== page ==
(a) Hypothalamic-pituitary axis influence

Activation of the hypothalamic-pituitary axis by interleukin-1 beta lead to the following changes:

Hormonal

Systemic

(b) Liver synthesis and secretion of acute phase proteins

Both interleukin-1 beta, interleukin-6 and interferon-alpha (IFN-alpha) lead to increased production of acute phase reactants by the liver due to inflammatory and oxidative stress occurring during active AOSD. The following acute phase reactant proteins are elevated in AOSD as a result of increased liver production:[20][21]

(c) Osteoclasts activation and matrix metalloproteinases (MMPs) synthesis

Interleukin-1 and TNF-alpha have been shown to inhibit chondrogenesis leading to decreased repair process of bone and cartilage in AOSD.[22]

(d) Innate immune system cells activation

Effector cells of the innate immune system such as macrophages and neutrophils are activated mainly due to interleukin-1. The neutrophil to lymphocyte count ratio is increased due to elevated neutrophils.[23]

(e) Increased gene transcription of proinflammatory molecules

The following proinflammatory factors are produced in an increased concentration in AOSD:

Role of interleukin-18

It is produced by macrophages and monocytes as a consequence of bacterial and viral infections (which are thought to be triggers of AOSD).[29] A defective phosphorylation of IL-18 receptor is though to give rise to this dysfunction.[30]

Role of interleukin-17

Th17 cells lead to an increased production of interleukin-17. The stimulaton of Th17 cells is drived by interleukin-1, transforming growth factor beta (TGF-beta) and interleukin-6.[31][32]

Role of interferon gamma

Imblanced production of interferon-gamma is thought to be associated with AOSD.[33]  Levels of the IFN-γ-induced chemokines, CXCL9, CXCL10 and CXCL11 are increased during active phase of AOSD.[34]

Reactive hemophagocytic lymphohistiocytosis 

Hemophagocytic lymphohistiocytosis (also known as macrophage activation syndrome- MAS) is a severe life-threatening complication that may develop in patients of Still's disease.[35][36] Interleukin 1-beta and interleukin 18 mediated activation of macrophages eventually leads to secretion of interferon-gamma by the NK and CD8+ T cells. There is increased activation of T cells leading to hypersecretion of proinflammatory cytokines, including interferon gamma, interleukin (IL)-1, IL-6, IL-18, and tumor necrosis factor alpha (TNF-alpha).[37][38]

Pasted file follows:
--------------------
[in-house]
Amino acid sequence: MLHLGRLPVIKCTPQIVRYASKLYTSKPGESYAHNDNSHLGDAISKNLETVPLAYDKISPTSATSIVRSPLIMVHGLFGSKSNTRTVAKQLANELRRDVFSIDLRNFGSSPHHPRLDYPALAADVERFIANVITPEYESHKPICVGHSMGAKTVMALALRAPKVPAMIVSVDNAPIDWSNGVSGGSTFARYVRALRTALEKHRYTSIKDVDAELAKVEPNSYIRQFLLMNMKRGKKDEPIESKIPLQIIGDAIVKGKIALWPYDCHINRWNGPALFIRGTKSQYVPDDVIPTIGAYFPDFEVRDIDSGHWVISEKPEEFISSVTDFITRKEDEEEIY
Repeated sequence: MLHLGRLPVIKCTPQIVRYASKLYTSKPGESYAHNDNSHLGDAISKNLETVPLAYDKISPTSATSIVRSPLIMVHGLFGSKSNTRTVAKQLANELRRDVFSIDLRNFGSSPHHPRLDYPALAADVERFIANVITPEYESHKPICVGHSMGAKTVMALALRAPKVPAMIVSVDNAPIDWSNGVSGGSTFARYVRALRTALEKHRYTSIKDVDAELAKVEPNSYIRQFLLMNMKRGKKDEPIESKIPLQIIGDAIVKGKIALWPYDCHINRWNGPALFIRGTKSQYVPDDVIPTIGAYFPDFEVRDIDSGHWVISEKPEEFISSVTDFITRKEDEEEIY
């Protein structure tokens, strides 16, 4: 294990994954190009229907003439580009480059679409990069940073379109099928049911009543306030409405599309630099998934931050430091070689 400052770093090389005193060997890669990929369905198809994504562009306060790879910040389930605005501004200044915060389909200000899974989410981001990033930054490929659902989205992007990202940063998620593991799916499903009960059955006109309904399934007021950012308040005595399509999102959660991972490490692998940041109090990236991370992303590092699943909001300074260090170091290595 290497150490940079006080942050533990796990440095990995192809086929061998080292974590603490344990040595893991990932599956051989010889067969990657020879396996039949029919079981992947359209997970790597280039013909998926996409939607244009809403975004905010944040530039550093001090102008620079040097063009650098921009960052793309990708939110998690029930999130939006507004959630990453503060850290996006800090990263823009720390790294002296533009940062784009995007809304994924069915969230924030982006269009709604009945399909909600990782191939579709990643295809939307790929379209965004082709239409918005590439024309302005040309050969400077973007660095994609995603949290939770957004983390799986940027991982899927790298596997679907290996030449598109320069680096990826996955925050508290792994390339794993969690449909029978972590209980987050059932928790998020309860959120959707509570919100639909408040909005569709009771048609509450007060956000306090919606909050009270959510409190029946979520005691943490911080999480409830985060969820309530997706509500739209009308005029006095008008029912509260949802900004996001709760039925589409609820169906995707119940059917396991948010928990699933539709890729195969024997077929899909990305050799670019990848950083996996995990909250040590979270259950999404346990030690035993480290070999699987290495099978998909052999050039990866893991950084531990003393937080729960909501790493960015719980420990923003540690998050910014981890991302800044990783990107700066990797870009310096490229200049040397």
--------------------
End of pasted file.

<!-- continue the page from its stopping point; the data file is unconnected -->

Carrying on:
Genetics

Some distinct HLA alleles have been shown to be associated with AOSD. The following are the major HLA alleles:[39][40]

Genetic polymorphisms in genes encoding the following factors are known to be asosicated with AOSDL:

  • IL-6
  • IL-1
  • Macrophage inhibitory factor (MIF), or TNF i

Gross Pathology

On gross examination, the involved joints may exhibit the following features:[41]

Microscopic Pathology

On microscopic examination of the synovial fluid, typical findings of inflammatory arthritis may be observed. The following table outlines the typical findings on synovial fluid examination of joints affected by AOSD:

Test Normal Inflammatory arthritis (AOSD, RA, crystal arthritis, spondyloarthritis)
Appearance Clear Clear to opaque (yellow white)
White blood cell count/mm3 < 200 > 2000
Polymorphonuclear cells < 25% Greater than equal to 50%
Culture Negative Negative
Intracellular crystals Negative Positive only in crystal induced arthritis